This is our life saints… to cry out for mercy, and to trust God as He purifies our lives, a work that is brought to completion in the day of Christ.

Justification is primary, yes, as in the beginning.  It is not all the work of God in our lives, just that which begins and makes the rest possible including the amazing fact that we can love God, and He would know that love.  For this purpose we have been created… to love our God, and to know His love for us, His people.

AMEN!

 

(1)   Escriva, Josemaria. The Forge (Kindle Locations 1406-1412). Scepter Publishers. Kindle Edition.

(2) Tappert, T. G. (Ed.). (1959). The Book of Concord the confessions of the Evangelical Lutheran Church. (p. 345). Philadelphia: Mühlenberg Press.

When Theology Fails It’s Objective…

Devotional Thought of the Day:

1  In the beginning the Word already existed; the Word was with God, and the Word was God. 2  From the very beginning the Word was with God. 3  Through him God made all things; not one thing in all creation was made without him. 4  The Word was the source of life, and this life brought light to people. 5  The light shines in the darkness, and the darkness has never put it out. 6  God sent his messenger, a man named John, 7  who came to tell people about the light, so that all should hear the message and believe. 8  He himself was not the light; he came to tell about the light. 9  This was the real light—the light that comes into the world and shines on all people. 10  The Word was in the world, and though God made the world through him, yet the world did not recognize him. 11  He came to his own country, but his own people did not receive him. 12  Some, however, did receive him and believed in him; so he gave them the right to become God’s children. 13  They did not become God’s children by natural means, that is, by being born as the children of a human father; God himself was their Father. 14  The Word became a human being and, full of grace and truth, lived among us. We saw his glory, the glory which he received as the Father’s only Son.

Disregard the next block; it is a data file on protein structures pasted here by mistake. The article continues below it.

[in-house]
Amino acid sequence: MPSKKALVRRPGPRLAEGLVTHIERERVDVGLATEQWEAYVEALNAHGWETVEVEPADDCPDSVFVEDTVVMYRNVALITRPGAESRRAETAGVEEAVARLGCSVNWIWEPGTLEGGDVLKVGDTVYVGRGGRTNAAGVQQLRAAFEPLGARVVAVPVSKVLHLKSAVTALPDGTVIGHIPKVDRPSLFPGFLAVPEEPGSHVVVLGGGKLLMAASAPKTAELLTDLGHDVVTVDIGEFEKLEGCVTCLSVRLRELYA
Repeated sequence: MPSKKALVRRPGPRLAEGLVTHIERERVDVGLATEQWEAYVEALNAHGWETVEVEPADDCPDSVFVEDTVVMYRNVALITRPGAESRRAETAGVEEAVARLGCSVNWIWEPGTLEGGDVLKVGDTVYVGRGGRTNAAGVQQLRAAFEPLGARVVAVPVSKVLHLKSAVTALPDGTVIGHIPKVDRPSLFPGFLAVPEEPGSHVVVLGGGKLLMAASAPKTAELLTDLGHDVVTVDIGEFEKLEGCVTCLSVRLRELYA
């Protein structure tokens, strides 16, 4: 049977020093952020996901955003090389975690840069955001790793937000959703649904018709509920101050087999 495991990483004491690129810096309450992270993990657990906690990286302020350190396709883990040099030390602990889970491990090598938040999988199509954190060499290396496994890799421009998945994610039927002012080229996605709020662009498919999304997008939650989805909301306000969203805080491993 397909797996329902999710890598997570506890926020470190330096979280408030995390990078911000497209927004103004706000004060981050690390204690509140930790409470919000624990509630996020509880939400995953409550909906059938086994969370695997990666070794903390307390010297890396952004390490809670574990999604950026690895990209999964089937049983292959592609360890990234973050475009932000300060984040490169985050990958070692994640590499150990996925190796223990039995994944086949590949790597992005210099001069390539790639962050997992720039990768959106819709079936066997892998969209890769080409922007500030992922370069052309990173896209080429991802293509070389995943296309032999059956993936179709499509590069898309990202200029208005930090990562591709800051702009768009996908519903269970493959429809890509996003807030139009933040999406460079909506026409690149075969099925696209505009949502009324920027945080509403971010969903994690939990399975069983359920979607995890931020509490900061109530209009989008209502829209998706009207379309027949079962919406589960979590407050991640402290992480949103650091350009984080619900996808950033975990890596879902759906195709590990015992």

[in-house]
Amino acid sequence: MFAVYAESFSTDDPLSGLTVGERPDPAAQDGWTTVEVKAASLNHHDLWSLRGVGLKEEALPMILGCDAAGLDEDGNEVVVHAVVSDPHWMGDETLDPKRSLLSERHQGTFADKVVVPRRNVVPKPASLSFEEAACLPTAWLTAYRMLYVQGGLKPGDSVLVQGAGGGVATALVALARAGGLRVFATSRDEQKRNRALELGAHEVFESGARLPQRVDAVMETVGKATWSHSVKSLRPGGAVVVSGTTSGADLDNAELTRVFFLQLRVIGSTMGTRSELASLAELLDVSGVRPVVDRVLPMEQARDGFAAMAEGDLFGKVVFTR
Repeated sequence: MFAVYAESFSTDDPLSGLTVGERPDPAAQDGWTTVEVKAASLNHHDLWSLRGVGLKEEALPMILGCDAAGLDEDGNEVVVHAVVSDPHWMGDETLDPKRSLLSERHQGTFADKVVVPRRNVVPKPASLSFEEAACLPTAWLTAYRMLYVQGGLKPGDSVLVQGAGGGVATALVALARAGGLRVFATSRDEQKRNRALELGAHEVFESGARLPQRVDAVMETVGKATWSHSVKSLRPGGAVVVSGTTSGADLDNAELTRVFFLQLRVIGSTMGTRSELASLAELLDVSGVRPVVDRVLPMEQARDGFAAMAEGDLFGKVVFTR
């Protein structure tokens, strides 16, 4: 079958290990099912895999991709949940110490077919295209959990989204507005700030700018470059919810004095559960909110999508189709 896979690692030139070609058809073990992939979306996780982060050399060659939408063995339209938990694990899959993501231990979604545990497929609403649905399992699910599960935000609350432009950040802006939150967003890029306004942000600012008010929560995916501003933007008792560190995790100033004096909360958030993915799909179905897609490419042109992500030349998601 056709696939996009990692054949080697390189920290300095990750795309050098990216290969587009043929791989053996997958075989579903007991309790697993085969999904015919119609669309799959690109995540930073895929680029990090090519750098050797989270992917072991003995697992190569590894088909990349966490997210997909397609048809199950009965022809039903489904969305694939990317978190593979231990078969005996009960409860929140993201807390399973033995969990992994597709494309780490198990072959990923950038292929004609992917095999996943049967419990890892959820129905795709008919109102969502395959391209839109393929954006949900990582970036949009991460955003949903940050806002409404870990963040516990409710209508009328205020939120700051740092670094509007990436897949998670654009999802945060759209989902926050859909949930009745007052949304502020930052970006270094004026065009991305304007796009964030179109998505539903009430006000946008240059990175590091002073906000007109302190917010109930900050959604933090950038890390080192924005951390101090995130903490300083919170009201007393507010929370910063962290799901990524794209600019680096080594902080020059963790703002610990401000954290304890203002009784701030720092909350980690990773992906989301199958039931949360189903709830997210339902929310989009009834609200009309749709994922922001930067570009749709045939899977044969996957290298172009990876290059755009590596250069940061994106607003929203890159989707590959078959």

John 1:1-14 (TEV)

“Our desire to advance in theological knowledge, in sound, firm Christian doctrine is sparked , above all, by the will to know and love God.  It likewise stems from the concern of a faithful soul to attain the deepest meaning fo the world, seen as coming from the hands of God. “( St Josemaria Escriva, Christ is passing By)

I believe that I cannot come to my Lord Jesus Christ by my own intelligence or power. But the Holy Spirit call me by the Gospel, enlightened me with His gifts, made me holy and kept me in the true faith, just as He calls, gathers together, enlightens and makes holy the whole Church on earth and keeps it with Jesus in the one, true faith. In this Church, He generously forgives each day every sin committed by me and by every believer.   (Martin Luther, Luther’s Small Catechism)

Theology has the hardest job of any science.

Yeah, you read that right, I called theology a science. It is a logos; it seeks to exist in the world of logic and reason, of in-depth study and observation.  It is full of hypotheticals, and that which is proven, though we argue about which things fall into which categories.It has to balance general revelation with documents which claim to be specific revelation from a divine, omniscient source.  It is up to us to discern which books are divine, which are simply good, and which are absolutely false.  Just for clarification sake, “us” is inclusive of people of every time, and of nearly every culture, from every continent, with no special wisdom given to those of any particular heritage.

The problem is that Theology has failed miserably, because theologians on every part of every spectrum have forgotten the basic reason for the existence of theology. Some still get it, but they are marginalized, more about them later!  Unlike other sciences, theology has long ceased to benefit humanity; it seeks simply for a truth divorced from meaning.

The reason for this is that theologians distance themselves from the objective, expressed by St. Josemaria Escriva as to know and love God.  This should be the Theologian’s greatest joy, to do what Paul prayed for, for all the people of God.

14  For this reason I fall on my knees before the Father, 15  from whom every family in heaven and on earth receives its true name. 16  I ask God from the wealth of his glory to give you power through his Spirit to be strong in your inner selves, 17  and I pray that Christ will make his home in your hearts through faith. I pray that you may have your roots and foundation in love, 18  so that you, together with all God’s people, may have the power to understand how broad and long, how high and deep, is Christ’s love. 19  Yes, may you come to know his love—although it can never be fully known—and so be completely filled with the very nature of God.
Ephesians 3:14-19 (TEV)